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31st Aug 2015

TRIBUTE: 5 of the best Wes Craven movies that scared the sh*te out of us

Colm Boohig

The legendary director of the Scream franchise passed away over the weekend.

He revolutionised the horror genre when he wrote and directed the first Nightmare on Elm Street and consolidated his status as a scare master with the Scream series. On Sunday, Wes Craven died, aged 76, after a long battle with brain cancer.

Craven’s mastery of motion picture suspense and overall influence on the entertainment industry cannot be ignored. Here are five examples of the director’s best gifts to the movie-going world.

Red Eye (2005)

Craven proved that he wasn’t just content with straight-up gorefests in this sleek thriller from a decade ago. Red Eye, starring Rachel McAdams and Cork’s own Cillian Murphy, is a brilliantly misleading thriller. From just another travel-based rom-com to a dark twist in one fell swoop, Craven fascinated audiences with Red Eye.

The director also demonstrated his eye for talent here, harnessing the momentum of McAdams – fresh from The Notebook – and Batman Begins’ Murphy in a partnership full of necessary tension.

The Serpent and the Rainbow (1988)

Before Bill Pullman was busy protecting us from those pesky aliens with rousing presidential speeches in Independence Day, he was caught up in a Craven-led clusterf***. The Serpent and the Rainbow can be safely filed under ‘cult’ and it was genuinely frightening.

Entering the very, eh, voodoo realm of voodoo, Craven relied heavily on atmosphere and anticipation to scare the bejaysus out of his audience and by the looks it, Pullman as well.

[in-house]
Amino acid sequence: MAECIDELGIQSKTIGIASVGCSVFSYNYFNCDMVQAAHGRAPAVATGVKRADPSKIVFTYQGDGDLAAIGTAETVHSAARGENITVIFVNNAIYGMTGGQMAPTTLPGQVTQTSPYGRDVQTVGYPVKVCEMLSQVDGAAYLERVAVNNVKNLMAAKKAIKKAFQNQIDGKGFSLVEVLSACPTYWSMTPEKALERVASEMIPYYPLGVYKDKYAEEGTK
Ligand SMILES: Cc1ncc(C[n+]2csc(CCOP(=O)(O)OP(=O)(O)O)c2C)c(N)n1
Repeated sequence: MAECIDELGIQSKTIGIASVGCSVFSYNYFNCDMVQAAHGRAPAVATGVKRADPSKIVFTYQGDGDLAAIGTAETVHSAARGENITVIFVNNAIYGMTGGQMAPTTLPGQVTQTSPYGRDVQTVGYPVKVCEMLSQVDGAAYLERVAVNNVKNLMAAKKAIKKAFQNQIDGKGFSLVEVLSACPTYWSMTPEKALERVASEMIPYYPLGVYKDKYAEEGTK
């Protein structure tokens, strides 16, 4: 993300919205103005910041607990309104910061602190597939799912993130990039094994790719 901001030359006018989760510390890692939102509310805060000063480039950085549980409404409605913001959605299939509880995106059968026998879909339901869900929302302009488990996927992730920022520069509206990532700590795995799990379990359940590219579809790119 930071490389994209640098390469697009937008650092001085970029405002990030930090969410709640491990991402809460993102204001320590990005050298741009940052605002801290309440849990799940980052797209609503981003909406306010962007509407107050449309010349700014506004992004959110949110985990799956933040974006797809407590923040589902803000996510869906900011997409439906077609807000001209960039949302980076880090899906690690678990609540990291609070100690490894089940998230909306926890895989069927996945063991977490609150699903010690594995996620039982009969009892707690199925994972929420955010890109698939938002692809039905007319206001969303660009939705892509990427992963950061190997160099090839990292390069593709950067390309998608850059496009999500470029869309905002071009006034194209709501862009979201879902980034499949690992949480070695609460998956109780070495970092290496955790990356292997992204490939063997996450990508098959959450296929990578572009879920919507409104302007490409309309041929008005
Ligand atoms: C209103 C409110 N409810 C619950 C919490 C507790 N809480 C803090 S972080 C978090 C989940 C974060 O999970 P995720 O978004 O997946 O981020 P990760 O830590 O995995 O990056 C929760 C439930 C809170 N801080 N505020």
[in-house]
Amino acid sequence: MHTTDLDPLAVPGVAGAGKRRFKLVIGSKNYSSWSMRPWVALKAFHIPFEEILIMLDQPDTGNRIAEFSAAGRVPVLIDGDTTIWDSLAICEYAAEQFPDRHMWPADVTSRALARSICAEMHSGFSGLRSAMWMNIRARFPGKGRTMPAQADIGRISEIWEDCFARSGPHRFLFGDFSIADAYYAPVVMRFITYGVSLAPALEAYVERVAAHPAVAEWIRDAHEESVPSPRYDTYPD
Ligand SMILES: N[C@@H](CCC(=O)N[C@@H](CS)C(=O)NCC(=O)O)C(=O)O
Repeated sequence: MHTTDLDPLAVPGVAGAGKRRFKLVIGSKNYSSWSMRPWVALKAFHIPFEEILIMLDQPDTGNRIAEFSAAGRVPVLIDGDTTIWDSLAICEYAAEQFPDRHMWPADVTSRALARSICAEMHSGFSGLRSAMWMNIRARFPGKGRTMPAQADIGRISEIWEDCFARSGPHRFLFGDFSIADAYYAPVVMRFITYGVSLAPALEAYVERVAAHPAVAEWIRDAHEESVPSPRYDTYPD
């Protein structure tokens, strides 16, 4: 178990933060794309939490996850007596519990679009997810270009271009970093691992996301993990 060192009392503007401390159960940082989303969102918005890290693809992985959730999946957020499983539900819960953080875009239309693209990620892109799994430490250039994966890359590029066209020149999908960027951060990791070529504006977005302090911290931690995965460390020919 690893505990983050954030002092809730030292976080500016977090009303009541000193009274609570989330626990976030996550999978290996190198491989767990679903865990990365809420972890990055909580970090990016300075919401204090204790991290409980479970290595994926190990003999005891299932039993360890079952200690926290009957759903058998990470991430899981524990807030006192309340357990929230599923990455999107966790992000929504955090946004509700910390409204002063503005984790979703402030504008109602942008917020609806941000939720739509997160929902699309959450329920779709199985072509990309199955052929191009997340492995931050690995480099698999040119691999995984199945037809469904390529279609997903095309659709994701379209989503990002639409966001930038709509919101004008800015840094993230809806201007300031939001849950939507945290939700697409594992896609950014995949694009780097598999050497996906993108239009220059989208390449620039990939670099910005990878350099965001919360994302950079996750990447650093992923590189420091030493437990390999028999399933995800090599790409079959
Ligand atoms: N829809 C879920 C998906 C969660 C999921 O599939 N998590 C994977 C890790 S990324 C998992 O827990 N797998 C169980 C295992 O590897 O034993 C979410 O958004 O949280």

The Last House on the Left (1972)

The renowned critic Roger Ebert said of Craven’s fist directorial effort, “there is evil in this movie. Not bloody escapism, or a thrill a minute, but a fully developed sense of the vicious natures of the killers. There is no glory in this violence.” The Last House on the Left may have been a precursor to Craven’s most famous creation but, my word, it was intense.

https://youtu.be/JaiXayA-3r8

Like Taken, but with no Liam Neeson to save the day, a middle-class girl and her friend are stranded up against no-good’uns with horrifying consequences. The movie’s trailer advised the audience to remind themselves that ‘it’s only a movie.’ Good call.

Scream (1996)

The undisputed contemporary horror classic. Spawning a handful of sequels, several different killers and one unforgettable mask, the Scream franchise is the modern-day rock star of the gore genre, which played host to one of the most surprising opening scene demises in cinematic history.

Ironically, Craven only agreed to direct after Drew Barrymore signed up and he assumed that she was going to play the lead role. Awks. In any case, the movie was a huge triumph, providing a genuine whodunnit vibe throughout.

A Nightmare on Elm Street (1984)

Responsible for initially creative, eventually lazy Halloween costume ideas, Freddie Krueger is the king of the horror villains. A school janitor/child murderer who picked off his victims in their dreams, the character of Krueger was arguably Craven’s finest hour.

Launching the career of Johnny Depp and setting up Freddy himself, Robert Englund for life, Nightmare on Elm Street was kind to its cast members and made back its $1.8 million budget in just three days, eventually amassing $25 million. No doubt, cinema will be a scarier place without Wes Craven.

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